England’s double jabbed and under-18s will be advised to take PCR test instead of isolating
Further changes to the coronavirus rules have taken effect in England from today (16 August) – as a result of the COVID-19 vaccination campaign which has allowed the lifting of more restrictions.
With over 75 per cent of adults in the UK now vaccinated – Health and Social Care Secretary Sajid Javid said: “Getting two doses of a vaccine has tipped the odds in our favour and allowed us to safely reclaim our lost freedoms…”
What has changed from Monday 16 August?
Some self-isolation rules are being lifted for the fully vaccinated and under 18s
- From 16 August, fully-vaccinated people will no longer have to self-isolate if a contact tests positive for Covid.
Anyone told by NHS contact tracers or the app to self-isolate will not need to do so, as long as they have received their second dose of a coronavirus vaccine more than 14 days prior to their contact with a positive case.
These people are advised to take a Covid-19 PCR test “as soon as possible to check if they have the virus and for variants of concern”.
Those contacted will not need to self-isolate while they await the results of their test.
- People who develop Covid-19 symptoms should self-isolate, get a PCR test, and remain in quarantine until the result comes back. Anyone who tests positive will still be legally required to self-isolate for ten days.
- Anyone who was told before 16 August to go into isolation – with their isolation period due to end after 16 August – will instead be able to leave isolation from Monday.
- Self isolation rules are also lifting for all under-18s – regardless of their vaccination status.
You can get a PCR test via an order for home delivery, by calling 119 or by going to a test site.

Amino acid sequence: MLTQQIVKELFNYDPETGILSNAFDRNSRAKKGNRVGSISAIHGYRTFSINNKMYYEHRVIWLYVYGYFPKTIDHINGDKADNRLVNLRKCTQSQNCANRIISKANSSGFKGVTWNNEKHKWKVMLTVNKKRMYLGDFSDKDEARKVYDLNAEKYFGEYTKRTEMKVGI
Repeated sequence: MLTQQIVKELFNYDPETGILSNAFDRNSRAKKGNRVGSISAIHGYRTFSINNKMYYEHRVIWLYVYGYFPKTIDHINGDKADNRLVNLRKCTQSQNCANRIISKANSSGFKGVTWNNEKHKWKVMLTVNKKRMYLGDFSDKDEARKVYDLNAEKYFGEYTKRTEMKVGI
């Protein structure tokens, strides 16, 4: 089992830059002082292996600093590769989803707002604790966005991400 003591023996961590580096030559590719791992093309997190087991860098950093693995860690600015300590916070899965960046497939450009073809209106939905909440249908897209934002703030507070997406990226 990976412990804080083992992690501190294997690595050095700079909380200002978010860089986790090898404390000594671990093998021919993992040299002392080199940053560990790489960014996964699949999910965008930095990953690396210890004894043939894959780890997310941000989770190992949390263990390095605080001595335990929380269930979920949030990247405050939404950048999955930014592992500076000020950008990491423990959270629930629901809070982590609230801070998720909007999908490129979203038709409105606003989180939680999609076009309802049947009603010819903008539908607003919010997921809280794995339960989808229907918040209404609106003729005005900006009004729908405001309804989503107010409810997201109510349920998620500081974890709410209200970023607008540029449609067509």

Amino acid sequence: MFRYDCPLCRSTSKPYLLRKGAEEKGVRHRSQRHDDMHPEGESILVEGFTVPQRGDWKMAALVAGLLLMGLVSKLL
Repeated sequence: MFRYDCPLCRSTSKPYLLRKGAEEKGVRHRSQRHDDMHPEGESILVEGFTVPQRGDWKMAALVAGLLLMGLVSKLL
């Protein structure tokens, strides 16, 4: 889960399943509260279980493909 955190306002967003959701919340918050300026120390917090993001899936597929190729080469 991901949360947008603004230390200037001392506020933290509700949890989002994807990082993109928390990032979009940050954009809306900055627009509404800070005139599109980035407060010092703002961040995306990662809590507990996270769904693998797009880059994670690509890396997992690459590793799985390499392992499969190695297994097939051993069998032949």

Health and Care Workers
Double vaccinated health and social care workers who are close contacts of a positive case will be allowed to return to work after a negative PCR test.
But they will have to take daily lateral flow tests for 10 days afterwards as a precaution.
Staff working with clinically extremely vulnerable patients or service users will need a risk assessment to be carried out before they return to work.
School bubbles will end
- With the government anxious to avoid any more disruption to education – the requirement to segregate younger children into bubbles to avoid school-wide outbreaks will lift.
- Social distancing will also no longer be necessary – and schools will not need to stagger start and finish times.
- Secondary school and college students will still be required to take coronavirus tests at home twice a week, along with two onsite tests when they return. Anyone who tests positive must self-isolate for 10 days.
- Those turning 18 will be treated in the same way as children until the age of 18 years and six months, to allow them time to get vaccinated.
- Testing rules for schools will be reviewed at the end of September.
‘Consider other precautions’ to reduce risk of infection
People who can skip self-isolation are being advised to “consider other precautions” to reduce the risk of infecting those around them.
Even if someone is fully vaccinated it does not mean they are fully protected from being infected with Covid-19 – which means they can still pass on the virus.
The government says people should consider wearing a face covering in enclosed spaces and limit contact with other people, especially with anyone who is clinically extremely vulnerable.
What about the unvaccinated?
There is no change to coronavirus rules for those who have not had both doses of a coronavirus vaccine.